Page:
Emily Dickinson

(1830 – 1886)

Emily DickinsonBiographical Sketch

Emily Elizabeth Dickinson (Amherst, MA, USA, December 10, 1830 – Amherst, MA, USA, May 15, 1886) was an American poet. Little known during her life, she has since been regarded as one of the most important figures in American poetry.

Dickinson was born in Amherst, Massachusetts into a prominent family with strong ties to its community. After studying at the Amherst Academy for seven years in her youth, she briefly attended the Mount Holyoke Female Seminary before returning to her family’s house in Amherst.  Evidence suggests that Dickinson lived much of her life in isolation. Considered an eccentric by locals, she developed a penchant for white clothing and was known for her reluctance to greet guests or, later in life, to even leave her bedroom. Dickinson never married, and most friendships between her and others depended entirely upon correspondence.

While Dickinson was a prolific writer, her only publications during her lifetime were 10 of her nearly 1,800 poems, and one letter. The poems published then were usually edited significantly to fit conventional poetic rules. Her poems were unique for her era. They contain short lines, typically lack titles, and often use slant rhyme as well as unconventional capitalization and punctuation. Many of her poems deal with themes of death and immortality, two recurring topics in letters to her friends, and also explore aesthetics, society, nature and spirituality.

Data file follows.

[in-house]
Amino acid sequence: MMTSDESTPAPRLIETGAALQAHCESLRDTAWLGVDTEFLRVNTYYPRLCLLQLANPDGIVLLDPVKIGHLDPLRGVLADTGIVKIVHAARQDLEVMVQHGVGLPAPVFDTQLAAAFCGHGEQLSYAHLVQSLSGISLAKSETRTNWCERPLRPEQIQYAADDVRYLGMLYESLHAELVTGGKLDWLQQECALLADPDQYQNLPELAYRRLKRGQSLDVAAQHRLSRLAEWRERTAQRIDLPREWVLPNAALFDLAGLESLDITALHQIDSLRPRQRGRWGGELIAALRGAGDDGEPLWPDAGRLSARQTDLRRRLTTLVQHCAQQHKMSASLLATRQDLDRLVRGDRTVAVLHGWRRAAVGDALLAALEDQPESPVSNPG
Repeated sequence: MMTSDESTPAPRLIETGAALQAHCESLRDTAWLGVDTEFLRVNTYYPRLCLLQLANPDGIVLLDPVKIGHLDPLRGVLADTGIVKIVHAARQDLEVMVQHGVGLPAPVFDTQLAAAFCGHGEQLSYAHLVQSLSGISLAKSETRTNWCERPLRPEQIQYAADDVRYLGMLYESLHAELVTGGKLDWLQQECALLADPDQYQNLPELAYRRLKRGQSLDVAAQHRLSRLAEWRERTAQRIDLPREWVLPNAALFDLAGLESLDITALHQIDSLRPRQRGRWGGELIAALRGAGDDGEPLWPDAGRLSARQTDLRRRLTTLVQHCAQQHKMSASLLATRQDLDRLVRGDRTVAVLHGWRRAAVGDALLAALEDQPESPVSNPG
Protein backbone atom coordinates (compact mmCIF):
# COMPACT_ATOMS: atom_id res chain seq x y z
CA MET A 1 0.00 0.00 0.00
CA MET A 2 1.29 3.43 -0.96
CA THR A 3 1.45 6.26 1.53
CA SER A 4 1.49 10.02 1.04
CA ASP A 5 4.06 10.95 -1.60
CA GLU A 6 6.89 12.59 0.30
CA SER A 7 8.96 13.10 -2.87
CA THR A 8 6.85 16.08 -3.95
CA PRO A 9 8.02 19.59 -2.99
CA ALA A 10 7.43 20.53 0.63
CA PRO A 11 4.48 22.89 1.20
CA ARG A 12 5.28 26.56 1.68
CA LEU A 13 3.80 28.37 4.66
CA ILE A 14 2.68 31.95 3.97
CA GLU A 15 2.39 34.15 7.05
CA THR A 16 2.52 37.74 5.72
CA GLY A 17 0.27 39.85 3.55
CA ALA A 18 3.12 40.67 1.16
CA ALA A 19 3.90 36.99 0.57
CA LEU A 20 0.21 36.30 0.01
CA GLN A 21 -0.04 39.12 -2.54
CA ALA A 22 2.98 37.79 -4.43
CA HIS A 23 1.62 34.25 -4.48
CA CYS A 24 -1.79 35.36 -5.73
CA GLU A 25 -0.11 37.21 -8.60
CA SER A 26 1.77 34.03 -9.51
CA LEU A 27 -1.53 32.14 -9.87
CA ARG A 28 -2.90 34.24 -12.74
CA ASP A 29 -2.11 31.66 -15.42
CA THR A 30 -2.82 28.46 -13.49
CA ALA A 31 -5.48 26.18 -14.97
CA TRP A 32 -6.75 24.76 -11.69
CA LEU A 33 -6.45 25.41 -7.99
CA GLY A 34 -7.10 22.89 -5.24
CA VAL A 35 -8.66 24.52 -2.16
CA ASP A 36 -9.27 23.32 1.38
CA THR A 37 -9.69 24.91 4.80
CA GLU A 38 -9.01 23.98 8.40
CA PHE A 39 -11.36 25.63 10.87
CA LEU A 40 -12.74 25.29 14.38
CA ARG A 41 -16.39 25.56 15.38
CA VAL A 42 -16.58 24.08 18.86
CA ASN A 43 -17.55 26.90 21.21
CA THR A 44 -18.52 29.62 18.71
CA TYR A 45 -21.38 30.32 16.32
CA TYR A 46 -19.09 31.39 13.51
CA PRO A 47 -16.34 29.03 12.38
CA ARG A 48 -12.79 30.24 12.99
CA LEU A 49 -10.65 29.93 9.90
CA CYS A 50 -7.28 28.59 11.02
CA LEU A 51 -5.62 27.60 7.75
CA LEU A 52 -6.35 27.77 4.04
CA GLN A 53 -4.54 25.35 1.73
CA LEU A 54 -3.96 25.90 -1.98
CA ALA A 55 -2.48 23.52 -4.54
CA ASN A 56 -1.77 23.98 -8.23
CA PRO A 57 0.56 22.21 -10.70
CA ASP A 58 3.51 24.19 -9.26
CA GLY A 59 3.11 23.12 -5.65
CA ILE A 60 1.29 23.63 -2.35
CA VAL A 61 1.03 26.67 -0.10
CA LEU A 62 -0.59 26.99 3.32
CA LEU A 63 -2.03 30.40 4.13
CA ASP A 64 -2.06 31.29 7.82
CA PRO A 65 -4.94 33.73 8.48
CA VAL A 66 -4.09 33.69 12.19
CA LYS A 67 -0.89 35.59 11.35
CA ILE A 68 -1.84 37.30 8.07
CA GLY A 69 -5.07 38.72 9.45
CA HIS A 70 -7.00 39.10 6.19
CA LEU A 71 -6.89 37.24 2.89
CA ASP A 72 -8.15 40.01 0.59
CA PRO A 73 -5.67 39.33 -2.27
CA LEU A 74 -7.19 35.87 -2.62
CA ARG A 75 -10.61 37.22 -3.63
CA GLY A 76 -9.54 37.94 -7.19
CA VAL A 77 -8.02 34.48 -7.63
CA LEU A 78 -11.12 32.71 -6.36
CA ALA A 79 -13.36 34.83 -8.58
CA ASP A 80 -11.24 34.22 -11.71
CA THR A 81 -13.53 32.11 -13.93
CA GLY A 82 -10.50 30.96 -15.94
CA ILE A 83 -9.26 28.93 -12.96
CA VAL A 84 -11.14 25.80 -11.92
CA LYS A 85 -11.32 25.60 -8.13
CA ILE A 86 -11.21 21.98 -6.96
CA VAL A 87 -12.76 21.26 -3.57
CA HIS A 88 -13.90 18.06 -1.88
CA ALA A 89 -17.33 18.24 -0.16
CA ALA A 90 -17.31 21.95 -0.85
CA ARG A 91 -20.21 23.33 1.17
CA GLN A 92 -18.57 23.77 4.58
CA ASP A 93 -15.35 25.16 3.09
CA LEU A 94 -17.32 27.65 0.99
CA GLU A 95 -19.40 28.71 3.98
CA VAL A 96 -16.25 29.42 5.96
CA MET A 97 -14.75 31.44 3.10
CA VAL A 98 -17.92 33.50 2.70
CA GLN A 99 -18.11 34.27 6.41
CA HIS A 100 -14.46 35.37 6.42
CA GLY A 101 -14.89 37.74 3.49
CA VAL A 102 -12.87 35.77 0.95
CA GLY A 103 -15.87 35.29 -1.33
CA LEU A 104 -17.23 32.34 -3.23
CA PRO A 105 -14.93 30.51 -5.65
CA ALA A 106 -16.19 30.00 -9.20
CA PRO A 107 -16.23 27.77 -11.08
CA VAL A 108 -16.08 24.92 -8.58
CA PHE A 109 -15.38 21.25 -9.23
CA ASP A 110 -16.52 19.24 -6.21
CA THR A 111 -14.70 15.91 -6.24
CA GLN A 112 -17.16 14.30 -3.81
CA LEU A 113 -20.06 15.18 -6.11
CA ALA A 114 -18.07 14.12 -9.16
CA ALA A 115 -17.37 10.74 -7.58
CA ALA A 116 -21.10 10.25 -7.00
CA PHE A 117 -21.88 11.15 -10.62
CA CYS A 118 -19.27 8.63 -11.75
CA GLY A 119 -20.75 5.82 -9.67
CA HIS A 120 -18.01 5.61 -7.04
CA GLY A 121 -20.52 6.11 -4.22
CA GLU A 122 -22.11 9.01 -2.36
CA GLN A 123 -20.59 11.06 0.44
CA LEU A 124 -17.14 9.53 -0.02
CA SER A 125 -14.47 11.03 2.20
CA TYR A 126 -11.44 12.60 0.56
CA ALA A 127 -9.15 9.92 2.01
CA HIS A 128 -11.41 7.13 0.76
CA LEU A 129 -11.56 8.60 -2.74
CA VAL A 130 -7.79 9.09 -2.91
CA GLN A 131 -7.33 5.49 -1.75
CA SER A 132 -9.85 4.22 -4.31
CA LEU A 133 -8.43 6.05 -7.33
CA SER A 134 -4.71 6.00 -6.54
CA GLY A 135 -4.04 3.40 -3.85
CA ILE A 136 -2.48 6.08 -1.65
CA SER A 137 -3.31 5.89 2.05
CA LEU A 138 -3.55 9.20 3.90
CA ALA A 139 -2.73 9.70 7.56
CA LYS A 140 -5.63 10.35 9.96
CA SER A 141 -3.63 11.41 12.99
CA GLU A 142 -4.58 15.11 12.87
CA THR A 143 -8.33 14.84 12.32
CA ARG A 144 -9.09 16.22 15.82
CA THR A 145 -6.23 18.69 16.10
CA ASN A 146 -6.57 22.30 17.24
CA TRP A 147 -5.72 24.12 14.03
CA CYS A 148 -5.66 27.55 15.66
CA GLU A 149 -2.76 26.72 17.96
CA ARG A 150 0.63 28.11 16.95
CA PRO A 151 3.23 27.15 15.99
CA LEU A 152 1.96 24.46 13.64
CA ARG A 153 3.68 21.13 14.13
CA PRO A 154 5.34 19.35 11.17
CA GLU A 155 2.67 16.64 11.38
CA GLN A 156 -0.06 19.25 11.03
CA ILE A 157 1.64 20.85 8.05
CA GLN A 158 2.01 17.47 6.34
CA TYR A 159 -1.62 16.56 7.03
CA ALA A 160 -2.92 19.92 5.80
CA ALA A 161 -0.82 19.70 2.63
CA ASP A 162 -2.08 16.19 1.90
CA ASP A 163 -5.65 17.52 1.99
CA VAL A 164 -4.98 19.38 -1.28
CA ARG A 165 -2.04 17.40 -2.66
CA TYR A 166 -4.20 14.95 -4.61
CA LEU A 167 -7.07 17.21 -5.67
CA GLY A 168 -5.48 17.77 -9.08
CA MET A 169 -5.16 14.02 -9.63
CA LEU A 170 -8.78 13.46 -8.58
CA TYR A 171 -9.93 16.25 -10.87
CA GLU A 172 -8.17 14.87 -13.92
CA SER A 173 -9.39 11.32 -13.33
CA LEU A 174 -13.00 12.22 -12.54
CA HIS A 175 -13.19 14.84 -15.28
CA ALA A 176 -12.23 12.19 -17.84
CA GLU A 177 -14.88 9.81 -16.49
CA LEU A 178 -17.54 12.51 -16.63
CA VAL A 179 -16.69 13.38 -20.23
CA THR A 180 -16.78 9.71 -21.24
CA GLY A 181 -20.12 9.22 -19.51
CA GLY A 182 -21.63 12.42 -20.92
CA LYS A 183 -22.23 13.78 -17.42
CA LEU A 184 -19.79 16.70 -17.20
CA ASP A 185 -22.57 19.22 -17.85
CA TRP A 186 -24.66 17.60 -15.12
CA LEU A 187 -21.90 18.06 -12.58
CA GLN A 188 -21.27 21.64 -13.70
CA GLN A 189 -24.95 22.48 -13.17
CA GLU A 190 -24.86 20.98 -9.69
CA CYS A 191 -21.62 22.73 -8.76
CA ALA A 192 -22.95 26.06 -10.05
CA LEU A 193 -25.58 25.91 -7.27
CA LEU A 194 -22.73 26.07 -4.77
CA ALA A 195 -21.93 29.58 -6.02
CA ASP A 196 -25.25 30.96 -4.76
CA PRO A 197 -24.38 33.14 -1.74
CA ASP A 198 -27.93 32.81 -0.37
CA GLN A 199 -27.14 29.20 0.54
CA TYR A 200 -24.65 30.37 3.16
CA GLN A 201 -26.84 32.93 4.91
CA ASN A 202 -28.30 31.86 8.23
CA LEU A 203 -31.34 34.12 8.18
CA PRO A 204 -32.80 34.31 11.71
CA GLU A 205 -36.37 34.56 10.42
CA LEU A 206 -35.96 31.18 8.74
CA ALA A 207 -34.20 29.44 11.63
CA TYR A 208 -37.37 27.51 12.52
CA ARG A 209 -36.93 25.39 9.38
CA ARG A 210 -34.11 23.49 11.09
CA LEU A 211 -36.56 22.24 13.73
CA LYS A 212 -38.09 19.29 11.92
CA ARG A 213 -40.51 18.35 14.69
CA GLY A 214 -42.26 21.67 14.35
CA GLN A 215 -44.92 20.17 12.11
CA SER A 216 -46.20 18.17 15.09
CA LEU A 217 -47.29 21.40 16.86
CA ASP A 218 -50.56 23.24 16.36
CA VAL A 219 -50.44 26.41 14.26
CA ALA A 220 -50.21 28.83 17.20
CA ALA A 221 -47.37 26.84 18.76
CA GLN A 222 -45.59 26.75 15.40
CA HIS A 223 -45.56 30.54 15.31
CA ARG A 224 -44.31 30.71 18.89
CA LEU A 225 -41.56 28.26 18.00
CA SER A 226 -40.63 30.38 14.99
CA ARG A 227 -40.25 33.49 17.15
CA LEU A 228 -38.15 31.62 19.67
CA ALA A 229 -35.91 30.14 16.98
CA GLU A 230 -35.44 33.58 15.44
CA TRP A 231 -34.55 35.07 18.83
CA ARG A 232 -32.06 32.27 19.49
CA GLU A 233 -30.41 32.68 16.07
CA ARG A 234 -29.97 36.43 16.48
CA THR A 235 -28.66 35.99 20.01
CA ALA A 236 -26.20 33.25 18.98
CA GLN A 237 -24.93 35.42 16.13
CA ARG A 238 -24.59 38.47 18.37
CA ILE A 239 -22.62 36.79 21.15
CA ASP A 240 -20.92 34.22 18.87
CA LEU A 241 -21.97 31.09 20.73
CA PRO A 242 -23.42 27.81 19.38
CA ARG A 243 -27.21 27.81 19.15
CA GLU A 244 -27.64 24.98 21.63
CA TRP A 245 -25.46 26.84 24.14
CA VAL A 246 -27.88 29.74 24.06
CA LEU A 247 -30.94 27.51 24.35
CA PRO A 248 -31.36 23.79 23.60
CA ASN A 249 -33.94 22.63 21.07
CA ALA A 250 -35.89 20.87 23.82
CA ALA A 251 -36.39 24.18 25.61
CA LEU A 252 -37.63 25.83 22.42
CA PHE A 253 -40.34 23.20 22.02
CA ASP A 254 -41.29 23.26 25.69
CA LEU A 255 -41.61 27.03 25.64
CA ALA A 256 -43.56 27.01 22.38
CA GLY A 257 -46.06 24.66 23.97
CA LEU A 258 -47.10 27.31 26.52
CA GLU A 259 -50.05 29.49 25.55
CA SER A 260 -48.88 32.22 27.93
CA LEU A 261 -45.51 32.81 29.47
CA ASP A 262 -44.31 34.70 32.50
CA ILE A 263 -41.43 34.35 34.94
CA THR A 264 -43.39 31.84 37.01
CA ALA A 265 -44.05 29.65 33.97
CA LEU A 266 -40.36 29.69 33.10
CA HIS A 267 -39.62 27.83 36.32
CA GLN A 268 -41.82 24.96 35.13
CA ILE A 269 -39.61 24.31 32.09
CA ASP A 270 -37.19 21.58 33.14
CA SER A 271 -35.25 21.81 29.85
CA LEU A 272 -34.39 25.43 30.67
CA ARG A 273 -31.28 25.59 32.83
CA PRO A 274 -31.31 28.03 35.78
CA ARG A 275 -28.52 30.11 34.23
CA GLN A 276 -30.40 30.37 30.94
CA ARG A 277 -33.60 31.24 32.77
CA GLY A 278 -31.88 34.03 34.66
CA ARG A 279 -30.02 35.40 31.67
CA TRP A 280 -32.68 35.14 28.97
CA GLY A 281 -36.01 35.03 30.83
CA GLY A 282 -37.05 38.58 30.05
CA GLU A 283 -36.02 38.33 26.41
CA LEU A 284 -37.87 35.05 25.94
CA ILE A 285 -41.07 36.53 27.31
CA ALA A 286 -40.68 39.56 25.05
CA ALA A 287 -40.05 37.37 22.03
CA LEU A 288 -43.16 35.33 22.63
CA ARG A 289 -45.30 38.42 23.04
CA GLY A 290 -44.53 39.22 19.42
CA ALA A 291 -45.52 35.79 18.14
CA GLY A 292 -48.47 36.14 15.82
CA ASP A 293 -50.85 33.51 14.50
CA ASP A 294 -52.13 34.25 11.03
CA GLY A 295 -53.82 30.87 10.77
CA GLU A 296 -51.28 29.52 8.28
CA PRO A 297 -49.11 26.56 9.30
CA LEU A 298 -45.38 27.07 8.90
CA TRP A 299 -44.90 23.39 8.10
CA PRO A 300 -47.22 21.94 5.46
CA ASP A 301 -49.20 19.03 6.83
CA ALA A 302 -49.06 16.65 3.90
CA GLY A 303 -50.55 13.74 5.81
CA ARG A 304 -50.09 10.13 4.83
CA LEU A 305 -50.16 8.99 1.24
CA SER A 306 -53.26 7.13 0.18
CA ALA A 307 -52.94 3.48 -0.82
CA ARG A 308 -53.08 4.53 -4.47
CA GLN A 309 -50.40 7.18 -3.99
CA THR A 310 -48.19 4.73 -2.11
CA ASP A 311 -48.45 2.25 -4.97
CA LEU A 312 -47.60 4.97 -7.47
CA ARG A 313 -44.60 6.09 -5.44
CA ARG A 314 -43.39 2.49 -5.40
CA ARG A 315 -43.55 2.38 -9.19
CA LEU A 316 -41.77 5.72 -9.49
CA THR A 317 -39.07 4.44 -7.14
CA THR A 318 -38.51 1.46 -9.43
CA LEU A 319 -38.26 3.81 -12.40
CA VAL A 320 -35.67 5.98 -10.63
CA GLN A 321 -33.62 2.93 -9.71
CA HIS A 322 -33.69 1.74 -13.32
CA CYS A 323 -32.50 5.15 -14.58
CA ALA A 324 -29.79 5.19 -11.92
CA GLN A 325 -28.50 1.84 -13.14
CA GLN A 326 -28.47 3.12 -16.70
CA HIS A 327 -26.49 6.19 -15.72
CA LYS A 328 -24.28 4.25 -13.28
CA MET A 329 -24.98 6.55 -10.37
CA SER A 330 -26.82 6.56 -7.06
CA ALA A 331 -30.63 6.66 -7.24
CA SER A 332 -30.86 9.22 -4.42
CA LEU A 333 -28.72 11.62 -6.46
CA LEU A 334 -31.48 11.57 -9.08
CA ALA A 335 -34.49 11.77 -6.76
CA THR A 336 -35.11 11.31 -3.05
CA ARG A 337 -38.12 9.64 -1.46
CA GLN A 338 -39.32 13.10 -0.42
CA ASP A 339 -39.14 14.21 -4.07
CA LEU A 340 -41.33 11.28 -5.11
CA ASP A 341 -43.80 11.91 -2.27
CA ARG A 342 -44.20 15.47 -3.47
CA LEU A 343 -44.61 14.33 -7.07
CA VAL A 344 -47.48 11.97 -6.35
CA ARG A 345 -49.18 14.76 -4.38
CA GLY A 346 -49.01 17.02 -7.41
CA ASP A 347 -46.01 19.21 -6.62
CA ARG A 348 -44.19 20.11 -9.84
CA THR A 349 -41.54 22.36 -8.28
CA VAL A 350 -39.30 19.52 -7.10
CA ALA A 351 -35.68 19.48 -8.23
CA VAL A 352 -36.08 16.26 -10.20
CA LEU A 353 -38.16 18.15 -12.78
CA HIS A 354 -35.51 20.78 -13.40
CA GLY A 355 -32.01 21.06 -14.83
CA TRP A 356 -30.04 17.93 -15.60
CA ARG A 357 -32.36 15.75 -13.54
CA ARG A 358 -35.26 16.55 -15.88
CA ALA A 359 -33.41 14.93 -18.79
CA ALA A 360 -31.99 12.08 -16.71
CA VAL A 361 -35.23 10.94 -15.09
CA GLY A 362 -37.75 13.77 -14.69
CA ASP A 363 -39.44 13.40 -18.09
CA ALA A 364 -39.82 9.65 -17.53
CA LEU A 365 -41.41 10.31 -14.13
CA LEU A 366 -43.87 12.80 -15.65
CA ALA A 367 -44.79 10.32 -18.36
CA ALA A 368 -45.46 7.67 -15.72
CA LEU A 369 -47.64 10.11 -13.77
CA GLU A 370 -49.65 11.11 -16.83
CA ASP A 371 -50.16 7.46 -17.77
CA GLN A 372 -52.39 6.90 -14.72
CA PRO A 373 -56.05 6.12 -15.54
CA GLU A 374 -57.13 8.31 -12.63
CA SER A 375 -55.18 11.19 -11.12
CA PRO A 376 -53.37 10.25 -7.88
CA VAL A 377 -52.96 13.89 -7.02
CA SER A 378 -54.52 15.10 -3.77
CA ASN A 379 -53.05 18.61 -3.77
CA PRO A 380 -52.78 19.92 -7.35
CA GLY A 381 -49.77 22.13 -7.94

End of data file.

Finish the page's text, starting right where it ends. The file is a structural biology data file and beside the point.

Although Dickinson’s acquaintances were most likely aware of her writing, it was not until after her death in 1886 – when Lavinia, Dickinson’s younger sister, discovered her cache of poems – that her work became public. Her first collection of poetry was published in 1890 by personal acquaintances Thomas Wentworth Higginson and Mabel Loomis Todd, though both heavily edited the content. A 1998 New York Times article revealed that of the many edits made to Dickinson’s work, the name “Susan” was often deliberately removed. At least eleven of Dickinson’s poems were dedicated to sister-in-law Susan Huntington Gilbert Dickinson, though all the dedications were obliterated, presumably by Todd. A complete, and mostly unaltered, collection of her poetry became available for the first time when scholar Thomas H. Johnson published The Poems of Emily Dickinson in 1955.

Read more about Emily Dickinson on Wikipedia.



  • Poems by Emily Dickinson (1890)
    – Editors: T.W. Higginson and Mabel Loomis Todd.
  • Poems: Second Series (1891)
    – Editors: T.W. Higginson and Mabel Loomis Todd.
  • Poems: Third Series (1896)
    – Editor: Mabel Loomis Todd.
  • Single Hound; Poems of a Lifetime (1914)
    – Editor: Martha Dickinson Bianchi.
  • The Complete Poems of Emily Dickinson (1924)
    – With an introduction by her niece, Martha Dickinson Bianchi.
  • Selected Poems (1924)
    – Editor: Conrad Aiken.
  • Further Poems of Emily Dickinson Withheld from Publication by Her Sister Lavinia (1929)
    – Editors: Martha Dickinson Bianchi and Alfred Leete Hampson.